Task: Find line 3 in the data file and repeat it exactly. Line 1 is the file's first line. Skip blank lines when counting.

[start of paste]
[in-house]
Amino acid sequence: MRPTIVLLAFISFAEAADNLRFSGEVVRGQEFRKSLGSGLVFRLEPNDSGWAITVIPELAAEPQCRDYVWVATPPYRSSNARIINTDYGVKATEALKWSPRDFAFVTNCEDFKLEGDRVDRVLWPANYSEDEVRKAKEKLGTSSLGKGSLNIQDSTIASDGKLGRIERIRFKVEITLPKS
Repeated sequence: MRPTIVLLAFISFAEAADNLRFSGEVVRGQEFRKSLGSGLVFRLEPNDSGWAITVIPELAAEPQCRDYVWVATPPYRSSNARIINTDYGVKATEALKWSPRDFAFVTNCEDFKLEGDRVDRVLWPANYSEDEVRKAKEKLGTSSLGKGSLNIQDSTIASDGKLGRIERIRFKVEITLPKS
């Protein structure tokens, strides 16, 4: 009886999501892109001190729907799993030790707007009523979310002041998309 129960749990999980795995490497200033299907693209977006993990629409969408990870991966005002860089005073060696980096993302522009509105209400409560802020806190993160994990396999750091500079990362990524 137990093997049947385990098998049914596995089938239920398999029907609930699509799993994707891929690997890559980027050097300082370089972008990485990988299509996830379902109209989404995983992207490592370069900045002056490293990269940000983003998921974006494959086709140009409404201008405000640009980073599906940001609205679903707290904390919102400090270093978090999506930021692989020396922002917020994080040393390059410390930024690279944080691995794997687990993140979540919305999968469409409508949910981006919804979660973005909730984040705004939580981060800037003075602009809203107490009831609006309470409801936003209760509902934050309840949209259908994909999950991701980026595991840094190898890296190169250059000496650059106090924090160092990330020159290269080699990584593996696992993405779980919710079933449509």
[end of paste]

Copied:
Repeated sequence: MRPTIVLLAFISFAEAADNLRFSGEVVRGQEFRKSLGSGLVFRLEPNDSGWAITVIPELAAEPQCRDYVWVATPPYRSSNARIINTDYGVKATEALKWSPRDFAFVTNCEDFKLEGDRVDRVLWPANYSEDEVRKAKEKLGTSSLGKGSLNIQDSTIASDGKLGRIERIRFKVEITLPKS